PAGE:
As a solution of above problems the Sri Lanka police department has established a special branch called the Women and Childcare Bureau which has branches in almost all police stations all over the country. Women police officers are normally attached to these bureaus. But most of those cases are sexual related crimes so victims tolerate these incidents and hide them from the legal system out of embarrassment and fear of future consequences.

Moreover, According to this Act Article 2(C) clearly indicate and give power to the police to prosecute domestic violence cases.
Article 2, An aggrieved person to make an application,
Article 2(2), an application under subsection,
May be made,
(a) By an aggrieved person or,
(c) By a police officer on behalf of an aggrieved person. 

But they very often neglect or abuse this power. For example, In one case there was a woman, married to a three-wheeler driver,. The husband hurt the woman using swords and knives. Finally she has lost her right hand two fingers and totally lost the sight in her left eye. However, the police took the side of the husband. There were many cases that the police could have done these things. This victim experiences a lot of difficulties from the police, which even refuse to give copies of the complaints made by her. This is because the alleged perpetrators influence the police and build up relationships with them so that the police harass the victims.

There are a lot of good points in the laws on domestic violence. One of the positive features of the law is that anyone facing domestic violence being able to apply for a protection orders which against the perpetrators. It permits speedy action for prevention of domestic violence. Protection orders are issued for a period of 12 months by a magistrate which bars the aggressor from committing acts of domestic violence and entering the victim’s residence, among other prohibitions. But in order to obtain the relief available there are a lot of obstacles because it has to be done under the existing circumstances of the policing service.

Victim protection 
Another big challenge is the lack of victim protection. As I mentioned earlier, the one of the main reason is husband is often the main breadwinner in the family. So most women depend on their partner economically as almost all women have no their own house or land. As a result of this they do not take any legal action against this violence. For instance, if a woman goes to a police station and tries to take legal action against her husband when she goes back home she will be beaten by husband.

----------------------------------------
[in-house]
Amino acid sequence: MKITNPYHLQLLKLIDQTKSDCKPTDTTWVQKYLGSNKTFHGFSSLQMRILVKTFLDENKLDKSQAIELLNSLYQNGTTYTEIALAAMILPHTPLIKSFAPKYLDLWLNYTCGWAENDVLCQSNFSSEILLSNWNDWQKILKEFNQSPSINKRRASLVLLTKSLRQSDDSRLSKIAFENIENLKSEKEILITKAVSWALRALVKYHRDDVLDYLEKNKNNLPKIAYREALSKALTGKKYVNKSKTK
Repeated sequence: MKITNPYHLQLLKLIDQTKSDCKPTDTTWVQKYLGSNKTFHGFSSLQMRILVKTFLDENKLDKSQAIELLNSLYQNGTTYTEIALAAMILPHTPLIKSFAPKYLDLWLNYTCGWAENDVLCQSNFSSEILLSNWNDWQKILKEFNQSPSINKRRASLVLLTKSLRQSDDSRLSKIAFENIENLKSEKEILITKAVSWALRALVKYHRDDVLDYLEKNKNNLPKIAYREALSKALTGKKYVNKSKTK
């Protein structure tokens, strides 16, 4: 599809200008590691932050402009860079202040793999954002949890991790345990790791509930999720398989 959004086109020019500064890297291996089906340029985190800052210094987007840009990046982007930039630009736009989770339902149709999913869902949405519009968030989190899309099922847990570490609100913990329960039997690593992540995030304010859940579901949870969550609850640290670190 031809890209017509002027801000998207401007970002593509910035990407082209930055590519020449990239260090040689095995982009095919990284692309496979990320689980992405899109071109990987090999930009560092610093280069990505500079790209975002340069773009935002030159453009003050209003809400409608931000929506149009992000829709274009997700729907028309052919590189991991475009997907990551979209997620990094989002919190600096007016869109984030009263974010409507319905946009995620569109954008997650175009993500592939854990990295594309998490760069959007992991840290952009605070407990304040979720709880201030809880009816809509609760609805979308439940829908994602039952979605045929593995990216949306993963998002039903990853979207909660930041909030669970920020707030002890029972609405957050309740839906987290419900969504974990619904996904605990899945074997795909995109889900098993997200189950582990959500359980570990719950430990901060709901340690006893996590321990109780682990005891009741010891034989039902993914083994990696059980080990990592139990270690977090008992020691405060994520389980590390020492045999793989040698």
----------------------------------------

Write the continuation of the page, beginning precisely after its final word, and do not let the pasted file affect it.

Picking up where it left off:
I think this should be the most important thing to include this Act. As no shelter or housing facilities is offered by this Act the aggrieved person cannot request shelter. The only thing they can hope for is temporary accommodation. However, only a few NGOs, such as women’s development center in Kandy, has shelter facilities for abused women and children.

Furthermore, violence is a major and growing public health problem. In Sri Lanka 30-40 percent of women suffer from some kind of violence. However more than 60 percent of women across Sri Lanka are victims of domestic violence while 44 percent of pregnant women are also subjected to harassment, according to a 2006 survey conducted by the ministry of child development and women’s empowerment.

The common belief is that violence is more prevalent in the lower income groups but violence is prevalent in the socially privileged groups as well. The truth is that women throughout their lives have been suffering in silence.

Why we should try to eradicate this domestic violence? 

It is responsible for so many problems in our society such as serious health issues, chronic illness like constant abdominal pain and headache and menstrual disturbances. Violence during pregnancy which could lead to abortion and premature birth and bleeding during pregnancy causing risk to the mother could be long term and detrimental. That is why this message should be inculcated in the minds of all.

What are the causes of acts of violence? 

Inebriation is one cause of acts of violence. However, while alcohol is not the sole contributory factor of domestic violence it is predominant in the society. Also relationships among family members, family attitudes, cultural beliefs and the traditional role of husband and wife play a role. But whatever the reason be, there is no justification for violence in the family.

According to my professional experience I realized that the task of eliminating domestic violence from a society is not that simple and cannot overcome in a day. But I do strongly believe that it is a contemporary necessity that we have a law that can control domestic violence in some way. But as I mentioned above there are a few areas which need strengthening, especially the deficiencies in the Act such as implement to shelter facilities, monitoring police etc. Also government and organizations like the health sector, women’s organizations, the police and the judiciary should do their duties and provide services to the people to make a change of their lives for better future.

Document Type : Article
Document ID : AHRC-ART-041-2012
Countries : Sri Lanka,
Issues : Violence against women,